Sharehouse Survival Guide

sharehouse
sharehouse | Source

Sharehouse Checklist

You’re Looking to Move in

Spotless Kitchen:

What you hope it means:

The people you’re about to move in with are all clean, house-proud grown-ups with no intention of living like squatters.

What it really means:

Someone in the house has chronic OCD. And there’ll be hell to pay for any stray toast crumbs, you disgusting pig!

There’s a spa bath on the outer deck:

What you hope it means:

Balmy summer evenings will be spent semi-naked in a sea of bubbles, beer in one hand, cigar in the other, toasting your good frown.

What it really means:

It hasn’t been used in years – mainly because the last time it was, scientists ended up naming a virulent new waterborne disease after your street.

They’re offering you a discount on your room:

What you hope it means:

You’ve hit upon the deal of the century!

What it really means:

Last week, it wasn’t a room; it was the communal shoe cupboard.

The landlords is “Looking to make an instant decision”:

What you hope it means:

The landlord likes to make positive, on-the-spot judgements – boding well for when you ask for things to be fixed. And, of course, you had them at “hello”.

What it really means:

You had them at “hello” … because you’re the only person brave enough to step foot into the neighbourhood. And by “front door” we mean, “heavily fortified steel security entrance”.

Every girl in the house is super hot:

What you hope it means:

You’ll be like an extra in your own soft-pron flick: girls prancing around in underwear, pillow fights….

What it really means:

The landlord hired models. Tomorrow they’ll mysteriously disappear and morph into halitosis-breathing trolls.

sharehouse
sharehouse | Source

You’re Already in and are Looking for new Recruits

He/she doesn’t have a boyfriend/girlfriend:

What you hope it means:

You’ll have a peaceful existence, without an extra person always living there rent-free.

What it really means:

If they’re ugly, they’re hoping to date you, if not, bonus!

They bring sparkling references:

What you hope it means:

You’ve found someone with a reputable renting history.

What it really means:

They typed the words “Fake” and “References” into Google. And, mysteriously, their last landlord has the same last name and goes by the first name, “mum”.

They’re willing to pay two month’s rent upfront:

What you hope it means:

It’s a show of faith, a sign that he/she is gainfully employed and won’t spend weekdays lounging on the sofa in their pyjamas.

What it really means:

Your new recruit will spend weekdays lounging on the sofa in the pyjamas … selling crack.

They offer to make Sunday dinner for everyone on their first weekend:

What you hope it means:

Say goodbye to leftovers and hello to roast beef, crispy potato’s, thick gravy – it’ll be like living at home again, without the nagging olds.

What it really means:

You’ll get your feast alright, once you’ve said grace and recited the Lord’s Prayer together. The God Squad are moving in.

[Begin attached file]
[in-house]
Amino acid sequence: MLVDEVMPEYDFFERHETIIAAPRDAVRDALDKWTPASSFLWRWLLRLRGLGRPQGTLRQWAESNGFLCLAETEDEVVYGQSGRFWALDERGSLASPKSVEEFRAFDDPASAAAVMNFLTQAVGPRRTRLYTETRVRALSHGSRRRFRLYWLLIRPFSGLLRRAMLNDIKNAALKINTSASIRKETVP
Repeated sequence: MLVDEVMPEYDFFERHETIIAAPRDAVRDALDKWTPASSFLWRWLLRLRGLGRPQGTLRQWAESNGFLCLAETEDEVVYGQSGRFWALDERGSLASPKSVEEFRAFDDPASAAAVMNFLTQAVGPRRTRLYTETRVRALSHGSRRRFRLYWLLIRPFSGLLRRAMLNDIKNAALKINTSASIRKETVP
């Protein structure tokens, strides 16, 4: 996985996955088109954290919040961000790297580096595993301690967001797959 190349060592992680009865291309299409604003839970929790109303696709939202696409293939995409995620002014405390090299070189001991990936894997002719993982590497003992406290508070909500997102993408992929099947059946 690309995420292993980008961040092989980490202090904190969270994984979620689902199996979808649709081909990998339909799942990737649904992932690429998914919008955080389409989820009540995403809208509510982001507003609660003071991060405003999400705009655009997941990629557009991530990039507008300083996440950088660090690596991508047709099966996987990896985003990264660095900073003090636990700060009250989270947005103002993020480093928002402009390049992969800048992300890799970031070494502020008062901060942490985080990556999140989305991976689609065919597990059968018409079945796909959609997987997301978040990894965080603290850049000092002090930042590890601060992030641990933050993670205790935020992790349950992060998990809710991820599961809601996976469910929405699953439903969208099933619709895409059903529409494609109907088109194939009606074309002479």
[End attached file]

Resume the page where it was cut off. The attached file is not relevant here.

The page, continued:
They stress in the interview that they’re sociable:

What you hope it means:

They’re outgoing, friendly and much more in keeping with the spirit of the house than the miserable recluse you booted out.

What it really means:

There’s a party at your house tonight, but no one told you about it. You found out on Facebook earlier, as did 1000 revellers now congregating on the front lawn.

sharehouse
sharehouse

Sharehouse Stereotypes

Over-emotional woman:

Distinguishing characteristics:

Permanently having like the most stressful day ever, she’s leakier than an old tap, constantly crying and sharing her dramas with any housemate who’ll listen. Friends, men, and work colleagues, the puppies on Bondi vet – the whole world is on a mission to drive her to Prozac.

How to bond with them:

Place a reassuring arm around her and tell her everything will be okay. And, oh yeah, you left some razor blades in the bathroom cabinet if she is interested.

Most likely to say:

“Boooooo-hoooo-hooooo-hoooo”.

Least likely to say:

“Another chocolate? Not for me thanks”.

Upscale Dero:

Distinguishing characteristics:

They’re not sleeping in the local park and their life possessions aren’t stashed in a Woolies shopping trolley, but you’d never know from their smell and lack of personal hygiene – and job. Conclusion: they’re aristocratic homeless people.

How to bond with them:

Make them feel at home…by handing out Styrofoam cups filled with hot soup every night.

Most likely to say:

Something unintelligible from behind a cider bottle.

Least likely to say:

“Yes, Mr New Employer, when do you want me to start”.

Obsessive Complusive:

Distinguishing characteristics:

When they’re not hanging their washing in colour-coded rows or adjusting food tins so their labels face out of the cupboard, they’re scrubbing surfaces with bleach – even if those ‘surfaces’ are beds and there’s someone asleep in them.

How to bond with them:

Apologise for not being sympathetic to their issues, then offer them your hand in apology… provided it has been scrubbed with anti-bacterial wipes.

Most likely to say:

“Does this face-mask go with this top?”